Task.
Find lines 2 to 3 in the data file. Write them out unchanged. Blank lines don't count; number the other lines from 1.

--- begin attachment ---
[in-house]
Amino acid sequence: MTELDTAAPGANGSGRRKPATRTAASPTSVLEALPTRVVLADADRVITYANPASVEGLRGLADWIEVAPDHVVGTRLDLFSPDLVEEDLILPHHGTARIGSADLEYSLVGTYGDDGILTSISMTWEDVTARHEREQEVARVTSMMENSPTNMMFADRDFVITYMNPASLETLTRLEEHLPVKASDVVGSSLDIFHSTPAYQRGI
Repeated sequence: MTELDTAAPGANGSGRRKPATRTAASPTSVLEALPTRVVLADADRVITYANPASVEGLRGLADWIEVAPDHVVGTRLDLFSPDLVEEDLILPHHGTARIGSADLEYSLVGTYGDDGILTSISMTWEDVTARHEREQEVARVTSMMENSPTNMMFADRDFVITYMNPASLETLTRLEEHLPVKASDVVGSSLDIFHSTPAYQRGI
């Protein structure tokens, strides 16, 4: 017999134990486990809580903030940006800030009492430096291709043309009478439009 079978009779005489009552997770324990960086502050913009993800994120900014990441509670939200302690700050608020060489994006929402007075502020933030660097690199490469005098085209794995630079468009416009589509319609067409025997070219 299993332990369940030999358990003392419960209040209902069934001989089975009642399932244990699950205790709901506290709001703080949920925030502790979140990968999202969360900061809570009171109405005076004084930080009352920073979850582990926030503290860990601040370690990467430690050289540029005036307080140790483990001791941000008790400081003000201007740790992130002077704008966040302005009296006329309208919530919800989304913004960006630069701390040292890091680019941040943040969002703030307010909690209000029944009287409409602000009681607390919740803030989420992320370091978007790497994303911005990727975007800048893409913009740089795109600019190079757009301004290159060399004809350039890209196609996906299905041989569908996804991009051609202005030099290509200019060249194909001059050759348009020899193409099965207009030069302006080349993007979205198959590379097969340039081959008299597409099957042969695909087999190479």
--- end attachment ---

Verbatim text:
Amino acid sequence: MTELDTAAPGANGSGRRKPATRTAASPTSVLEALPTRVVLADADRVITYANPASVEGLRGLADWIEVAPDHVVGTRLDLFSPDLVEEDLILPHHGTARIGSADLEYSLVGTYGDDGILTSISMTWEDVTARHEREQEVARVTSMMENSPTNMMFADRDFVITYMNPASLETLTRLEEHLPVKASDVVGSSLDIFHSTPAYQRGI
Repeated sequence: MTELDTAAPGANGSGRRKPATRTAASPTSVLEALPTRVVLADADRVITYANPASVEGLRGLADWIEVAPDHVVGTRLDLFSPDLVEEDLILPHHGTARIGSADLEYSLVGTYGDDGILTSISMTWEDVTARHEREQEVARVTSMMENSPTNMMFADRDFVITYMNPASLETLTRLEEHLPVKASDVVGSSLDIFHSTPAYQRGI